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I have once again revisited one of life’s sadder lessons – you just never know when your time on this earth will be up. I have lost many loved ones along the path of my life but still can never seem to grasp how fragile life is and how quickly it all can change. I am once again reminded how important to live your life well and fully – not only can it all end suddenly, but you want to leave behind a legacy of kindness, love, and faith.

A good friend of mine plays in a vintage baseball league and I have been watching him play with his team for years. Their captain, “Curly,” was one of the most lively people I had ever seen – constantly cheering his teammates on, shouting instructions, keeping the crowd educated and excited about the game of vintage baseball. He never once forgot to congratulate someone for their good play, regardless of what team they played for. He could run like the devil and hit like an angel. He loved the game and he shared that love with his son. He was a fair and strong leader, constantly encouraging and rallying his teammates. He was, as many have observed, a true gentleman ballist and a great guy. And, sadly, I do use the past tense, as he collapsed and died at last week’s game.

My heart breaks for his friends and family, as he was still a young man with so much life yet to live. Many times now, his team and his family will feel that tremendous loss. He has left a hole in the fabric of the league, his team, and his home. My thoughts and prayers have, all week, been with those that were with him when he died doing what he loved.

Someone once told me, when I had lost my friend Liz to cancer, that God needed her – there were angels needed to do his work. I have more than once taken a great deal of comfort in that statement, praying that my loved ones were now serving in the Lord’s kingdom using their special gifts. My uncle, for instance, is now watching over hunters and fishermen, making sure that everyone stays safe. Liz, that wonderful mother and friend, is still providing guidance and encouragement to all of us that loved her. My grandmother, that sweet Southern lady turned Rosie the Riveter, is baking heavenly cookies for the children of Heaven. My brother firefighter, Larry, is now guarding us all every time we gear up, making sure that everyone comes home. And now I can guess that “Curly” is leading the Lord’s base ball club and cheering on his earthly team.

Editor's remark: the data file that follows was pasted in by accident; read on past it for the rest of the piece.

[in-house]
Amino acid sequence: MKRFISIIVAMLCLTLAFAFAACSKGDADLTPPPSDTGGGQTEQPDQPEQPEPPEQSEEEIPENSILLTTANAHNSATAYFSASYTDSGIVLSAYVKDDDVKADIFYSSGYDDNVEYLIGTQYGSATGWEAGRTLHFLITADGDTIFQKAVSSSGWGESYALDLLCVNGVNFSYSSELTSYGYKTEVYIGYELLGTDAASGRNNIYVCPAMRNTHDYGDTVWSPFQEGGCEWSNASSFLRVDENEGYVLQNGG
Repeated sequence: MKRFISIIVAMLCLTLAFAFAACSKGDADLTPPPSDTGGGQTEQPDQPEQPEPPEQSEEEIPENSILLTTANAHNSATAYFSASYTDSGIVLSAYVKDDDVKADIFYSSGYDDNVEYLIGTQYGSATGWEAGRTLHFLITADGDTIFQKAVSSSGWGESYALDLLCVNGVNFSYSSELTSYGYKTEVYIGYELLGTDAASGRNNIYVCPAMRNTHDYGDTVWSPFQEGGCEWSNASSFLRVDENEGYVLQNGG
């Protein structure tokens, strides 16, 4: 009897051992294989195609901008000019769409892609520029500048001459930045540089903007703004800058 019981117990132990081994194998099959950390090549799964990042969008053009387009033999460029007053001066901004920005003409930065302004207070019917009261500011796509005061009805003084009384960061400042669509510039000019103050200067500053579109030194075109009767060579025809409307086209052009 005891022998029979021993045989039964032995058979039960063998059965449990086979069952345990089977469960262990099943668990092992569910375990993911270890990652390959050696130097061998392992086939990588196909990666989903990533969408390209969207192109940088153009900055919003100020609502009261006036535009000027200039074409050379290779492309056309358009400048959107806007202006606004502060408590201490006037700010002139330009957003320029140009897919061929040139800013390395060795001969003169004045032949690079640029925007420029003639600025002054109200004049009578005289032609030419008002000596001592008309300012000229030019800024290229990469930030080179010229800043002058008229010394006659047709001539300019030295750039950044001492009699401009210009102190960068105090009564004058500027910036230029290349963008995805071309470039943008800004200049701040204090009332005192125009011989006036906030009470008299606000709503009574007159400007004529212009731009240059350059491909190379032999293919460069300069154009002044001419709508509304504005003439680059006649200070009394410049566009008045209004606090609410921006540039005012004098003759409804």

So, live your lives well, my friends, as you never know when your last day will come. As Linkin Park says in their song Leave Out All the Rest: “When my time comes / Forget the wrong that I’ve done / Help me leave behind some / Reasons to be missed.” Life is short and fragile and wonderful and I don’t want anyone to miss a single minute of happiness and love. And rest in peace, “Curly,” and know that you will be missed.

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Today, as all of my American friends know, is July 4th, Independence Day. The day that celebrates the first Americans declaration of freedom and independence from England. A day for family and friends, fireworks and fired-up grills, beers and burgers, celebration and restoration. We honor the brave and noble men and women in our past and present who have struggled to keep American freedom protected. And we rejoice that we live in the land of the free and the home of the brave!

Days like today are especially difficult for me, partly because I am so far away from my family and partly because I am reminded of what I have lost. I no longer have someone to share holidays with. I wake up in bed with three purring, furry friends instead of a husband. I have to travel 8 hours for a hug from my mom and the only memories I have of my current hometown are tightly bound to memories of my ex-husband.  Luckily I have my fire department brotherhood that helps to fill the holes in my life. They invite me to parties, share their families, and allow me to pretend, for just a little while, that my life is still normal. And they let me serve the department and to do what I can to help others. They have given me a wide circle of friends that have supported me for the last year.

So today is a day to declare my independence! To remind myself how brave it was to move to a place far from the support of my family and to have planted roots deep enough to weather the storm! To celebrate that I have survived the shattered marriage and have slowly begun to rebuild my heart! To declare that I am free, as a woman and an American, to wear pants, cuss, vote, and otherwise live my life how I choose! To rejoice that I’ve come a long way, baby! For every firework tonight, I am going to send up a prayer of thanks for those hardships I have survived, those tears I have shed, and those lessons I’ve learned. And I think I’m going to use those sparkling lights to make some new dreams…